Author(s): Hadjihannas MV, Brckner M, Behrens J
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Abstract Activated Wnt/beta-catenin signalling is a characteristic of many cancers and drives cell-cycle progression. Here, we report a mechanism linking Wnt/beta-catenin signalling to centrosome separation. We show that conductin/axin2, a negative regulator of beta-catenin, localizes at the centrosomes by binding to the centriole-associated component C-Nap1. Knockout or knockdown of conductin leads to premature centrosome separation--that is, splitting--which is abolished by knockdown of beta-catenin. Conductin promotes phosphorylation of the amino-terminal serine (Ser 33/37) and threonine (Thr 41) residues of centrosome-associated beta-catenin. Beta-catenin mutated at these residues causes centrosomal splitting, whereas a phospho-mimicking mutant of beta-catenin does not. Importantly, beta-catenin-induced splitting is not inhibited by blocking beta-catenin-dependent transcription. Treatment with Wnts and inhibition of glycogen synthase kinase 3 block beta-catenin phosphorylation and induce centrosomal splitting. These data indicate that Wnt/beta-catenin signalling and conductin regulate centrosomal cohesion by altering the phosphorylation status of beta-catenin at the centrosomes.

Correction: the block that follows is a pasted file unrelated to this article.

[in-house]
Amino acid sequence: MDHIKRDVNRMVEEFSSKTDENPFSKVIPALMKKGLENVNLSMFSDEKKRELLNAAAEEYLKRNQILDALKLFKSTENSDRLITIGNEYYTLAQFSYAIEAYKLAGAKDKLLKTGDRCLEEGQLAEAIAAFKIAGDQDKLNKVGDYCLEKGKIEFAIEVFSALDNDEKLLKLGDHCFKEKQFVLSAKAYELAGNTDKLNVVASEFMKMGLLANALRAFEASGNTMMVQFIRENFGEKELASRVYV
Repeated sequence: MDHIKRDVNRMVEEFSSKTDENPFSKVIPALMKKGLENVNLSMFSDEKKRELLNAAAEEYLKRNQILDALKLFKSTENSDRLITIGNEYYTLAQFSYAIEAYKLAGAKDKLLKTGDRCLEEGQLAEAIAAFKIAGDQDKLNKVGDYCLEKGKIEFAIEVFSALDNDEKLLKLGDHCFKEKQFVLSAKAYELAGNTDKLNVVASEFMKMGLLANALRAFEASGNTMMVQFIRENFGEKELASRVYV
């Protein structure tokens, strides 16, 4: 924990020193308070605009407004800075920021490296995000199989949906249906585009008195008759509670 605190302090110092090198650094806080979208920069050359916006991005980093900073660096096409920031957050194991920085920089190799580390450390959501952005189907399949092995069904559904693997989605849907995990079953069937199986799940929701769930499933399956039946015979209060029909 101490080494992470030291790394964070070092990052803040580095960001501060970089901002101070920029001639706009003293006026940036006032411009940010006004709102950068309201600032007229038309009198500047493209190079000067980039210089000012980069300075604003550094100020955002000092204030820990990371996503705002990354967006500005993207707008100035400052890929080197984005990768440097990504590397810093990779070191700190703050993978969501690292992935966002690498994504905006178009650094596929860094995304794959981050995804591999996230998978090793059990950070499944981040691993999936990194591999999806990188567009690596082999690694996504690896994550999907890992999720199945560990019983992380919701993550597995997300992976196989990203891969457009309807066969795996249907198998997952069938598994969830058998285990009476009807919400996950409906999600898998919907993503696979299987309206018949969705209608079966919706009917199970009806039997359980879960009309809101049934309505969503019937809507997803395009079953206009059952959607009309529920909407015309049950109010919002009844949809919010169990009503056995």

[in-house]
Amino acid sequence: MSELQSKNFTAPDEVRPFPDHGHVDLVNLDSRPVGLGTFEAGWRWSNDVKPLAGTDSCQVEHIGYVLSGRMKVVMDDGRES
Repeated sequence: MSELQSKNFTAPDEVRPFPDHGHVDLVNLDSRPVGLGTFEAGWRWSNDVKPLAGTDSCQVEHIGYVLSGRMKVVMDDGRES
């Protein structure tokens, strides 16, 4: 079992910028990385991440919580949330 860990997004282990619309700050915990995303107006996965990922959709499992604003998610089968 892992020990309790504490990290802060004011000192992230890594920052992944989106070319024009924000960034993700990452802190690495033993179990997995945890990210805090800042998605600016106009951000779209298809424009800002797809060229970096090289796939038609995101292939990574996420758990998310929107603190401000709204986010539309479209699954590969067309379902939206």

This article was published in EMBO Rep
and referenced in Journal of Cancer Science & Therapy